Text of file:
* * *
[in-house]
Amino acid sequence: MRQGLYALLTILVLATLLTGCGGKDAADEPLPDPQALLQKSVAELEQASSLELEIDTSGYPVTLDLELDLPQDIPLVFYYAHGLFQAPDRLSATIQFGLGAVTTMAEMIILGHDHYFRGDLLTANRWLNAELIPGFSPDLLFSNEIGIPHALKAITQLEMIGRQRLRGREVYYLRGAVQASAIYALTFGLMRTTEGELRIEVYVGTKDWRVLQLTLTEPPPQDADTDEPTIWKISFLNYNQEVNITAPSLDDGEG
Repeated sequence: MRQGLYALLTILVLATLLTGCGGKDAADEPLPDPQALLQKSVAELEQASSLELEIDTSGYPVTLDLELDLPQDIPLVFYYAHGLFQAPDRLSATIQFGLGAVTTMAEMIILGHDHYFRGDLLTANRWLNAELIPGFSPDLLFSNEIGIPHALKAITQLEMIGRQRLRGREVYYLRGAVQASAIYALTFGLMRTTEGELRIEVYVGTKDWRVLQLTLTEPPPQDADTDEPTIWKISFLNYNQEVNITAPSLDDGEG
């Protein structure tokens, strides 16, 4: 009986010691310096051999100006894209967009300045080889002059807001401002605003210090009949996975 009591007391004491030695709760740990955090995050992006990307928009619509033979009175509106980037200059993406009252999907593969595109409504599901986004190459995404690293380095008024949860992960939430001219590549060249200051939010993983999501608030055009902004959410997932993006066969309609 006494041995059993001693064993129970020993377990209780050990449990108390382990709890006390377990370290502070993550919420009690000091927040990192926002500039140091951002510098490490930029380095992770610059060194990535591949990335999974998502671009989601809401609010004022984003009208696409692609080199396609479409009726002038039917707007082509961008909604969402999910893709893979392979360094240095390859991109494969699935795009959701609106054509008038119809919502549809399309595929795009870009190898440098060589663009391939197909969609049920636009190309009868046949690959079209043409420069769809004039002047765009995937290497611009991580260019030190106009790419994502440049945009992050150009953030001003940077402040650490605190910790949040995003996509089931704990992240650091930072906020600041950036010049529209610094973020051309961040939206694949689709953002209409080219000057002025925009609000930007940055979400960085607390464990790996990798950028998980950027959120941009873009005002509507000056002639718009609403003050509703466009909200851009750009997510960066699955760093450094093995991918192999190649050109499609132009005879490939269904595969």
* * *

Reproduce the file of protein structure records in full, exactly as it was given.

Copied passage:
[in-house]
Amino acid sequence: MRQGLYALLTILVLATLLTGCGGKDAADEPLPDPQALLQKSVAELEQASSLELEIDTSGYPVTLDLELDLPQDIPLVFYYAHGLFQAPDRLSATIQFGLGAVTTMAEMIILGHDHYFRGDLLTANRWLNAELIPGFSPDLLFSNEIGIPHALKAITQLEMIGRQRLRGREVYYLRGAVQASAIYALTFGLMRTTEGELRIEVYVGTKDWRVLQLTLTEPPPQDADTDEPTIWKISFLNYNQEVNITAPSLDDGEG
Repeated sequence: MRQGLYALLTILVLATLLTGCGGKDAADEPLPDPQALLQKSVAELEQASSLELEIDTSGYPVTLDLELDLPQDIPLVFYYAHGLFQAPDRLSATIQFGLGAVTTMAEMIILGHDHYFRGDLLTANRWLNAELIPGFSPDLLFSNEIGIPHALKAITQLEMIGRQRLRGREVYYLRGAVQASAIYALTFGLMRTTEGELRIEVYVGTKDWRVLQLTLTEPPPQDADTDEPTIWKISFLNYNQEVNITAPSLDDGEG
């Protein structure tokens, strides 16, 4: 009986010691310096051999100006894209967009300045080889002059807001401002605003210090009949996975 009591007391004491030695709760740990955090995050992006990307928009619509033979009175509106980037200059993406009252999907593969595109409504599901986004190459995404690293380095008024949860992960939430001219590549060249200051939010993983999501608030055009902004959410997932993006066969309609 006494041995059993001693064993129970020993377990209780050990449990108390382990709890006390377990370290502070993550919420009690000091927040990192926002500039140091951002510098490490930029380095992770610059060194990535591949990335999974998502671009989601809401609010004022984003009208696409692609080199396609479409009726002038039917707007082509961008909604969402999910893709893979392979360094240095390859991109494969699935795009959701609106054509008038119809919502549809399309595929795009870009190898440098060589663009391939197909969609049920636009190309009868046949690959079209043409420069769809004039002047765009995937290497611009991580260019030190106009790419994502440049945009992050150009953030001003940077402040650490605190910790949040995003996509089931704990992240650091930072906020600041950036010049529209610094973020051309961040939206694949689709953002209409080219000057002025925009609000930007940055979400960085607390464990790996990798950028998980950027959120941009873009005002509507000056002639718009609403003050509703466009909200851009750009997510960066699955760093450094093995991918192999190649050109499609132009005879490939269904595969």